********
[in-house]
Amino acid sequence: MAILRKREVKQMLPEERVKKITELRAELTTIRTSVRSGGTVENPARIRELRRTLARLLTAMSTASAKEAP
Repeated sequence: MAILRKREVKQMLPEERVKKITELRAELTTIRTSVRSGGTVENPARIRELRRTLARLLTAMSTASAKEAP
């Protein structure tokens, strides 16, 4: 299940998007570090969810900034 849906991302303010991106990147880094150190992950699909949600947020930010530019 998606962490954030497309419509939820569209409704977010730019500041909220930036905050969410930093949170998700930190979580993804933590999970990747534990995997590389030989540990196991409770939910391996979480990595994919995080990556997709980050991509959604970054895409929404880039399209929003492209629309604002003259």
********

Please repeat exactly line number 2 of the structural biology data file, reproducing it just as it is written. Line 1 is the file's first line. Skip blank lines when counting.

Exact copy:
Amino acid sequence: MAILRKREVKQMLPEERVKKITELRAELTTIRTSVRSGGTVENPARIRELRRTLARLLTAMSTASAKEAP